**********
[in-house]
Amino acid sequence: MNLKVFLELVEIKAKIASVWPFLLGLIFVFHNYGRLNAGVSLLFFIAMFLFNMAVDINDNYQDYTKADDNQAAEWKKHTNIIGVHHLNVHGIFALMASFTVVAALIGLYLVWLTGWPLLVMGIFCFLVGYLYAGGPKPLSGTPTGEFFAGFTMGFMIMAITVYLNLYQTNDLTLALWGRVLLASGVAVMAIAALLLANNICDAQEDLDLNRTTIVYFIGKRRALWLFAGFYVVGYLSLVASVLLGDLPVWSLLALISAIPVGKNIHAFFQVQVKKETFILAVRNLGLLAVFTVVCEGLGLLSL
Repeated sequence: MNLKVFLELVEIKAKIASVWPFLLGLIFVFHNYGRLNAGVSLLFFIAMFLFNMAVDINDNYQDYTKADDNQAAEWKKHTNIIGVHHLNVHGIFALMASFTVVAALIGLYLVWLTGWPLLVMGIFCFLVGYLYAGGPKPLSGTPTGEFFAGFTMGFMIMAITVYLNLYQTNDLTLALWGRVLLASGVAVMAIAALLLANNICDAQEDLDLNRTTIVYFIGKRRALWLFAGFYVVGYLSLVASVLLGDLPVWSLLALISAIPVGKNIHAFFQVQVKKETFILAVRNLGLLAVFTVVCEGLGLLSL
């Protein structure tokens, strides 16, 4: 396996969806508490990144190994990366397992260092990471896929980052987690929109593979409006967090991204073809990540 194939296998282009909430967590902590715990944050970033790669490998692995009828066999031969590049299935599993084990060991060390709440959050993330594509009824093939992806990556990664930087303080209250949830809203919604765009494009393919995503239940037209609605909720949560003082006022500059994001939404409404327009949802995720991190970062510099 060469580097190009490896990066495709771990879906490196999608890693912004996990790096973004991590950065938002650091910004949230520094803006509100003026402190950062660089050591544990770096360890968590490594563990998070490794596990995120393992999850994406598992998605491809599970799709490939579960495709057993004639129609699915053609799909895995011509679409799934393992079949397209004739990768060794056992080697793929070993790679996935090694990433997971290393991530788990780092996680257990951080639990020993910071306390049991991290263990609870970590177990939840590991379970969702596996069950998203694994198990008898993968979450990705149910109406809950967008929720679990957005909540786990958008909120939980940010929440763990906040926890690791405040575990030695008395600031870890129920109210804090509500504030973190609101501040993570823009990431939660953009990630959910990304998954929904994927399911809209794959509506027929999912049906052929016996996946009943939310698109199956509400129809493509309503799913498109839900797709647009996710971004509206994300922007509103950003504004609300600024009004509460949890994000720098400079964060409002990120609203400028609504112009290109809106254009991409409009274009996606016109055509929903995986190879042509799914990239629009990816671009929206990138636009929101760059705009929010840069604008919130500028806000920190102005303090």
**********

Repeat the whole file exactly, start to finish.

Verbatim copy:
[in-house]
Amino acid sequence: MNLKVFLELVEIKAKIASVWPFLLGLIFVFHNYGRLNAGVSLLFFIAMFLFNMAVDINDNYQDYTKADDNQAAEWKKHTNIIGVHHLNVHGIFALMASFTVVAALIGLYLVWLTGWPLLVMGIFCFLVGYLYAGGPKPLSGTPTGEFFAGFTMGFMIMAITVYLNLYQTNDLTLALWGRVLLASGVAVMAIAALLLANNICDAQEDLDLNRTTIVYFIGKRRALWLFAGFYVVGYLSLVASVLLGDLPVWSLLALISAIPVGKNIHAFFQVQVKKETFILAVRNLGLLAVFTVVCEGLGLLSL
Repeated sequence: MNLKVFLELVEIKAKIASVWPFLLGLIFVFHNYGRLNAGVSLLFFIAMFLFNMAVDINDNYQDYTKADDNQAAEWKKHTNIIGVHHLNVHGIFALMASFTVVAALIGLYLVWLTGWPLLVMGIFCFLVGYLYAGGPKPLSGTPTGEFFAGFTMGFMIMAITVYLNLYQTNDLTLALWGRVLLASGVAVMAIAALLLANNICDAQEDLDLNRTTIVYFIGKRRALWLFAGFYVVGYLSLVASVLLGDLPVWSLLALISAIPVGKNIHAFFQVQVKKETFILAVRNLGLLAVFTVVCEGLGLLSL
């Protein structure tokens, strides 16, 4: 396996969806508490990144190994990366397992260092990471896929980052987690929109593979409006967090991204073809990540 194939296998282009909430967590902590715990944050970033790669490998692995009828066999031969590049299935599993084990060991060390709440959050993330594509009824093939992806990556990664930087303080209250949830809203919604765009494009393919995503239940037209609605909720949560003082006022500059994001939404409404327009949802995720991190970062510099 060469580097190009490896990066495709771990879906490196999608890693912004996990790096973004991590950065938002650091910004949230520094803006509100003026402190950062660089050591544990770096360890968590490594563990998070490794596990995120393992999850994406598992998605491809599970799709490939579960495709057993004639129609699915053609799909895995011509679409799934393992079949397209004739990768060794056992080697793929070993790679996935090694990433997971290393991530788990780092996680257990951080639990020993910071306390049991991290263990609870970590177990939840590991379970969702596996069950998203694994198990008898993968979450990705149910109406809950967008929720679990957005909540786990958008909120939980940010929440763990906040926890690791405040575990030695008395600031870890129920109210804090509500504030973190609101501040993570823009990431939660953009990630959910990304998954929904994927399911809209794959509506027929999912049906052929016996996946009943939310698109199956509400129809493509309503799913498109839900797709647009996710971004509206994300922007509103950003504004609300600024009004509460949890994000720098400079964060409002990120609203400028609504112009290109809106254009991409409009274009996606016109055509929903995986190879042509799914990239629009990816671009929206990138636009929101760059705009929010840069604008919130500028806000920190102005303090």